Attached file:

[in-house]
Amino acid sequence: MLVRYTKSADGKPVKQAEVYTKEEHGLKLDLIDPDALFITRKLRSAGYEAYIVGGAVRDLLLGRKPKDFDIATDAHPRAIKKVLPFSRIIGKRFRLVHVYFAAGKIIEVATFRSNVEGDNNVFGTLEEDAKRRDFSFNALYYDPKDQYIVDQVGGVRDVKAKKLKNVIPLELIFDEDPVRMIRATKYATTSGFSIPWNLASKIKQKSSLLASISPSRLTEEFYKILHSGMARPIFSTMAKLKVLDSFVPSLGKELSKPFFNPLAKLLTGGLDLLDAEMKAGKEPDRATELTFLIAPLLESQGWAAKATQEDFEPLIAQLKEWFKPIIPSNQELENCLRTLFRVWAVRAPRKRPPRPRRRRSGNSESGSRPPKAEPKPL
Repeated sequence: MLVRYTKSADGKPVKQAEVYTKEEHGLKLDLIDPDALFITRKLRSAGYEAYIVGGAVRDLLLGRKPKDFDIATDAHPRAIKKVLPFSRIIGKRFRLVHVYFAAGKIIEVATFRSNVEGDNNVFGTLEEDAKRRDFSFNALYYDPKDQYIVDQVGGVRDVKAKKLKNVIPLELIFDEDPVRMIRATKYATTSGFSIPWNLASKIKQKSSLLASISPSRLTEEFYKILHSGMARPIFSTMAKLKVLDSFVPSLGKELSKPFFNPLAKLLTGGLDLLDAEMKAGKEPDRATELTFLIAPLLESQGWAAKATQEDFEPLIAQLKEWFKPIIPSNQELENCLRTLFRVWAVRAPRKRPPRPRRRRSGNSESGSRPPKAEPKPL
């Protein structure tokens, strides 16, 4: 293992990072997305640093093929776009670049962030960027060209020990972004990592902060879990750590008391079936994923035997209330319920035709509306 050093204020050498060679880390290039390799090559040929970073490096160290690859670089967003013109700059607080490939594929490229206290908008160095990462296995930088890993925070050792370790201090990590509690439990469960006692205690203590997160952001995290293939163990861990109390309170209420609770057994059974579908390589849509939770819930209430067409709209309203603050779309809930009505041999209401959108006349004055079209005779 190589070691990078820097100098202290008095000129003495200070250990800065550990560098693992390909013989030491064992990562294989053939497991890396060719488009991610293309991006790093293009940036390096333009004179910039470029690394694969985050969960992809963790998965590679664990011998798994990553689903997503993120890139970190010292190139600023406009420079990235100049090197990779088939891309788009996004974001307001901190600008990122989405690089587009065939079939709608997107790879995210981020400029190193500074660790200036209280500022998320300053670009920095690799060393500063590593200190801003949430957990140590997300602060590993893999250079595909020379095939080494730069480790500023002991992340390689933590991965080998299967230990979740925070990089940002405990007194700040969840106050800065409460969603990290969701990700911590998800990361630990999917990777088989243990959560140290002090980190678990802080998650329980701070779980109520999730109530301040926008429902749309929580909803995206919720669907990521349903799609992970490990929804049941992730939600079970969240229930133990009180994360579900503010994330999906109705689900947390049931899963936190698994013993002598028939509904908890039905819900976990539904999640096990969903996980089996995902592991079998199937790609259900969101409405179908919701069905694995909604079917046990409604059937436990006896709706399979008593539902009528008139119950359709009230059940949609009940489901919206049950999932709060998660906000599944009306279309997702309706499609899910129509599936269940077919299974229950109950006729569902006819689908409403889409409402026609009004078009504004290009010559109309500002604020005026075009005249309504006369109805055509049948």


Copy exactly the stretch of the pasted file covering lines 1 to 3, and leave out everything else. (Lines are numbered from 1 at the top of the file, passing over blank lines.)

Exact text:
[in-house]
Amino acid sequence: MLVRYTKSADGKPVKQAEVYTKEEHGLKLDLIDPDALFITRKLRSAGYEAYIVGGAVRDLLLGRKPKDFDIATDAHPRAIKKVLPFSRIIGKRFRLVHVYFAAGKIIEVATFRSNVEGDNNVFGTLEEDAKRRDFSFNALYYDPKDQYIVDQVGGVRDVKAKKLKNVIPLELIFDEDPVRMIRATKYATTSGFSIPWNLASKIKQKSSLLASISPSRLTEEFYKILHSGMARPIFSTMAKLKVLDSFVPSLGKELSKPFFNPLAKLLTGGLDLLDAEMKAGKEPDRATELTFLIAPLLESQGWAAKATQEDFEPLIAQLKEWFKPIIPSNQELENCLRTLFRVWAVRAPRKRPPRPRRRRSGNSESGSRPPKAEPKPL
Repeated sequence: MLVRYTKSADGKPVKQAEVYTKEEHGLKLDLIDPDALFITRKLRSAGYEAYIVGGAVRDLLLGRKPKDFDIATDAHPRAIKKVLPFSRIIGKRFRLVHVYFAAGKIIEVATFRSNVEGDNNVFGTLEEDAKRRDFSFNALYYDPKDQYIVDQVGGVRDVKAKKLKNVIPLELIFDEDPVRMIRATKYATTSGFSIPWNLASKIKQKSSLLASISPSRLTEEFYKILHSGMARPIFSTMAKLKVLDSFVPSLGKELSKPFFNPLAKLLTGGLDLLDAEMKAGKEPDRATELTFLIAPLLESQGWAAKATQEDFEPLIAQLKEWFKPIIPSNQELENCLRTLFRVWAVRAPRKRPPRPRRRRSGNSESGSRPPKAEPKPL